Thank you for your kind comment! And yes, you are so very right about having authentic interactions with locals being the very best part of travel! We always find that we gain much greater insight (and affection!) for the places we visit when we have reached out and made contact with the people who actually live there. It’s definitely the personal element that you just can’t get through blogs, photos, or documentaries!

      Apr. 20 2013 @ 2:10 am
  5. What a lovely post! Places like this are what traveling is all about – there are so many places that I love, but only a few that are truly special; places that I not only do like visiting, but I feel like I really belong there. If we end up going to the Philippines this year, I’m definitely going to be emailing you to find out where this is!

    Apr. 18 2013 @ 1:38 am
    1. Jessica author

      As perpetual nomads, it really is deeply satisfying where you find a place where you don’t flounder and struggle but just can immediately let down your guards and relax without worry. I found that in general, we slid right into the Philippines pretty effortlessly, even if parts of them can be far more rustic than we were accustomed to.

      I hope you do manage to visit! There’s so much to explore!

      Apr. 20 2013 @ 2:13 am
  6. I get how you feel about keeping hidden gems hidden. If you write about these off the beaten path places, it will still take sometime before everyone flocks to it. Maybe by sharing the destination, tourism would increase and the people who live in that area can improve their quality of life by more business. I find that when I want to be the moment, I don’t want to take out my camera, but soak in everything. Trying to document everything to blog about can be challenging too.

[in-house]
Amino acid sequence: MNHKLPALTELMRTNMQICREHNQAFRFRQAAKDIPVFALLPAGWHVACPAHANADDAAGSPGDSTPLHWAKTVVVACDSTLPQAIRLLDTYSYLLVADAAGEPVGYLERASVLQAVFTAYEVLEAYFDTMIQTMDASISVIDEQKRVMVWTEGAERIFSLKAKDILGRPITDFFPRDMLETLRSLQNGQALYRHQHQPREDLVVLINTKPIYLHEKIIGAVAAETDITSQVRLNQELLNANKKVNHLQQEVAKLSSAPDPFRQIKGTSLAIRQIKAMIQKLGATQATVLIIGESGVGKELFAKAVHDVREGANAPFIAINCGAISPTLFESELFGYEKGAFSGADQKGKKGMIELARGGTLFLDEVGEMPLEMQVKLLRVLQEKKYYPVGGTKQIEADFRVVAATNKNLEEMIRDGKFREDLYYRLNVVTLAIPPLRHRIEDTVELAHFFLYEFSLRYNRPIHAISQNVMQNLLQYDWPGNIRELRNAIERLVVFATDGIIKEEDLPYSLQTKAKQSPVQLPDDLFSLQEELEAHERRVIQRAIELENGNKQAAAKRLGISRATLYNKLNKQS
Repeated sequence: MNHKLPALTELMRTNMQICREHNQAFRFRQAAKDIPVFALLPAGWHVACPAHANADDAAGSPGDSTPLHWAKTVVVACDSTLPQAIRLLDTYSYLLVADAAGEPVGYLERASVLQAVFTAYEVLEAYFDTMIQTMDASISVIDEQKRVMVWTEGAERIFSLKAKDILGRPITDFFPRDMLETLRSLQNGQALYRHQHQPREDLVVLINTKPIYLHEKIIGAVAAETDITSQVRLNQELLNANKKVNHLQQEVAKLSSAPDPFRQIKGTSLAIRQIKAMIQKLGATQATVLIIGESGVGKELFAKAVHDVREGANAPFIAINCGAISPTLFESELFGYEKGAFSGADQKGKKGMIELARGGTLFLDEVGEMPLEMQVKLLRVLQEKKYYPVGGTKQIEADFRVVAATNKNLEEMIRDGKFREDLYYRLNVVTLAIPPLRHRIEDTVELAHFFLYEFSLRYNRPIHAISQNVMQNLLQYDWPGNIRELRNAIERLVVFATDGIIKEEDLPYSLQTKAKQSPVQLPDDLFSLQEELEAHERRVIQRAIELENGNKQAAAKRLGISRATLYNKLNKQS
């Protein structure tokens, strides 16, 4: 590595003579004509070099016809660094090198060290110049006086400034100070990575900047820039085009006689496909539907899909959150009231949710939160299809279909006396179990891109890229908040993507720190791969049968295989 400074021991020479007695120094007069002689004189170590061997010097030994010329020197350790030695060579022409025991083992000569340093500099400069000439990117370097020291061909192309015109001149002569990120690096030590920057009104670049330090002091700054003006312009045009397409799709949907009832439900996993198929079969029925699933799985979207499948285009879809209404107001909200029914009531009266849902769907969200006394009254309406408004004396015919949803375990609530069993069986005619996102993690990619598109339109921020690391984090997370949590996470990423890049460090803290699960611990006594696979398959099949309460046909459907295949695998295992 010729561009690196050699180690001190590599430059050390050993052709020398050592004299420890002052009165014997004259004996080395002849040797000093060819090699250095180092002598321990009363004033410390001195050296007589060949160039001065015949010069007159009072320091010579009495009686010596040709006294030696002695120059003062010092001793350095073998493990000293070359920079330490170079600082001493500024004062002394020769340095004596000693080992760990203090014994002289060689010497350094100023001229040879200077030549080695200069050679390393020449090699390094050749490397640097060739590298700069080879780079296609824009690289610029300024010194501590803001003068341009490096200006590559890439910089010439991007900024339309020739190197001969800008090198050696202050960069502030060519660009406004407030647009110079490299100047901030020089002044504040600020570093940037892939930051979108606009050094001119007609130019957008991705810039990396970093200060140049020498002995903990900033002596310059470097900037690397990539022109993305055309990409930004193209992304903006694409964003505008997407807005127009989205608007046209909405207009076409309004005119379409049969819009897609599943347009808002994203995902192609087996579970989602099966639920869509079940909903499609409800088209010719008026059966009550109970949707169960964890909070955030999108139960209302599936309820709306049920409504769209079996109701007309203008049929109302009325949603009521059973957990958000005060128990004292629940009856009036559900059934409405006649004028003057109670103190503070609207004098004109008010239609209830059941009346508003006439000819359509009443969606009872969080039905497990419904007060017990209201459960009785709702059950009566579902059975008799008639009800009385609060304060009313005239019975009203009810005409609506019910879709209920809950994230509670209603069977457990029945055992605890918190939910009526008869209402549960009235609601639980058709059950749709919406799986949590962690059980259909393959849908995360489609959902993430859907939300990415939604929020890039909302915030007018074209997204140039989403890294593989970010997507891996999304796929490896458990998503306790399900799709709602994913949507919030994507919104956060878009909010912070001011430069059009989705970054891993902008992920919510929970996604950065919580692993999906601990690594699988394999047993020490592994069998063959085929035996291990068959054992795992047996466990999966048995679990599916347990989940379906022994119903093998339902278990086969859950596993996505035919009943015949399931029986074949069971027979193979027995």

Apr. 18 2013 @ 1:11 pm
    1. Curious Nomad author

      I’ll be honest, I don’t feel bad for the locals about keeping this island close to my chest! We’ve been to many places in Asia where destinations have become completely unbalanced by the deluge of tourists and so locals have forsaken their professions in order to tout and try to make money off of visitors. I think that we need to be mindful of our impact on local communities when we travel and focus on sustainabilty; I don’t begrudge places that have managed to integrate responsible tourism without losing what they were already doing beforehand. This island has a very healthy fishing community and most of it is completely removed from tourism… I think that is part of what makes it so lovely!

      Apr. 20 2013 @ 2:20 am
  7. Oh man, this post was beautiful, and I totally get and respect your need and want to keep it private for yourselves. Mario sounds like a really wonderful person, and the things that he has done amaze me, and make me happy that you got to know him, and developed a friendship with him. Just as you will never forget these moments spent on the island, I am sure he will never forget you two. The pictures are incredible, and if I ever find my way to that part of the world, you know I will be emailing!! Your post today shows me just how happy and free you were on this island, and my heart is filled with joy for you. Keep on posting and sharing. I am loving it!!

    Apr. 18 2013 @ 1:54 pm
    1. zibilee author